The opposite of a Utopia – a dystopia is a model or vision of a world in which lives go badly. In political thought writers have conjured up dystopias in order to warn their readers of the dangers of certain particular social or political developments, or placed dystopia into their overarching model as a kind of hypothetical realisation of some aspect of human nature. Three different dystopic visions are Hobbes’s state of nature, Orwell’s totalitarian picture in 1984 and Aldous Huxley’s Brave New World.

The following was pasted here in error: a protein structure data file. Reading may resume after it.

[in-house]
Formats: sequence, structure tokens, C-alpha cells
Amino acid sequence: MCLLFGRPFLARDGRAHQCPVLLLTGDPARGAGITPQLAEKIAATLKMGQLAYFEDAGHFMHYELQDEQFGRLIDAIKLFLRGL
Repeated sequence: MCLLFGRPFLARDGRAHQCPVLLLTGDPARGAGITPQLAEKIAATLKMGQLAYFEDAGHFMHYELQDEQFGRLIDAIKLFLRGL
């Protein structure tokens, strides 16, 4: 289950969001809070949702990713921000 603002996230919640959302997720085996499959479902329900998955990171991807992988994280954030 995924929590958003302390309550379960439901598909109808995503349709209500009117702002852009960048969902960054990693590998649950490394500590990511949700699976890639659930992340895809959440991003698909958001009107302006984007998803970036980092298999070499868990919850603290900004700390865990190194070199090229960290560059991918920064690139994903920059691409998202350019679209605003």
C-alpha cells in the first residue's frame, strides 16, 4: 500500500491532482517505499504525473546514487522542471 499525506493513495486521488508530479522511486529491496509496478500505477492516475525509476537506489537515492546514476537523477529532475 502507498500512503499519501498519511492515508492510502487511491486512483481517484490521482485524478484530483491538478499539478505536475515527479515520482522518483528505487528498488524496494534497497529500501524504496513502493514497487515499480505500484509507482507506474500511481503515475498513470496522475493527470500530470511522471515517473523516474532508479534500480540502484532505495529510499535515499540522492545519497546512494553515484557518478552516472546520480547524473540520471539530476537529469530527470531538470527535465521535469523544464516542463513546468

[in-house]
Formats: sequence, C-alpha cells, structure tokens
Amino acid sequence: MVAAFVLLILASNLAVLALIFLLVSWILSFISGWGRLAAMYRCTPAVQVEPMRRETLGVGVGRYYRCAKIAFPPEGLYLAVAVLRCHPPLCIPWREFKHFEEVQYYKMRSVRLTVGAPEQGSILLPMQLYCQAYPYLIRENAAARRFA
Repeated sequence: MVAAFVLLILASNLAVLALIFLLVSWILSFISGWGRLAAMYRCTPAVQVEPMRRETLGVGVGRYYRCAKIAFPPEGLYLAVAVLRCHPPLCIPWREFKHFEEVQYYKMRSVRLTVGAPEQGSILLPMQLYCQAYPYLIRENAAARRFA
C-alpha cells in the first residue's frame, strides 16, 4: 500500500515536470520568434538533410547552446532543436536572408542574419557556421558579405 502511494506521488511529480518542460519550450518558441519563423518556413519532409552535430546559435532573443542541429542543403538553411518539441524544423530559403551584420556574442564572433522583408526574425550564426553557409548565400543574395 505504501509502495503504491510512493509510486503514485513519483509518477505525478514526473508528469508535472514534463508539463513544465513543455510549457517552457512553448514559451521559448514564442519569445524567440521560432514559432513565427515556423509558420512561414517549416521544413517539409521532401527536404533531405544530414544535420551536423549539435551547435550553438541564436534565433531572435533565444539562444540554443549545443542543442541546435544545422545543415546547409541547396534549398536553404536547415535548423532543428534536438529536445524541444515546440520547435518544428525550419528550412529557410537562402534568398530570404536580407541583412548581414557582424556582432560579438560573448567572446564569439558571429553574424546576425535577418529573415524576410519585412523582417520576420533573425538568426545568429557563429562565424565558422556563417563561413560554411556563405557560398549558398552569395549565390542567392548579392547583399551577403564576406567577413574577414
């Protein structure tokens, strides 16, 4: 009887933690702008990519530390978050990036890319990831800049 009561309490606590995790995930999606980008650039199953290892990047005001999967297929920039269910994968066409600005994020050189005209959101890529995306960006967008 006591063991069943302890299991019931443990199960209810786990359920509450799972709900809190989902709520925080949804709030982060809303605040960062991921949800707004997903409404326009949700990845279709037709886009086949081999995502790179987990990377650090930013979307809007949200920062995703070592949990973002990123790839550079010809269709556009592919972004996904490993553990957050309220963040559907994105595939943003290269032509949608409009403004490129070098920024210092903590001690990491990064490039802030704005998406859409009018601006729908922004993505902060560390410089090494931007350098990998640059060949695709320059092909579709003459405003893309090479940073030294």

Each dystopic vision tells us something about the world in which we actually live, and provides us with warnings about our predicament: in this way, we can construct critical dystopias, just as we can construct critical utopias, such as Rousseau’s egalitarian participative democracy – as measuring sticks by which to evaluate our own societies.
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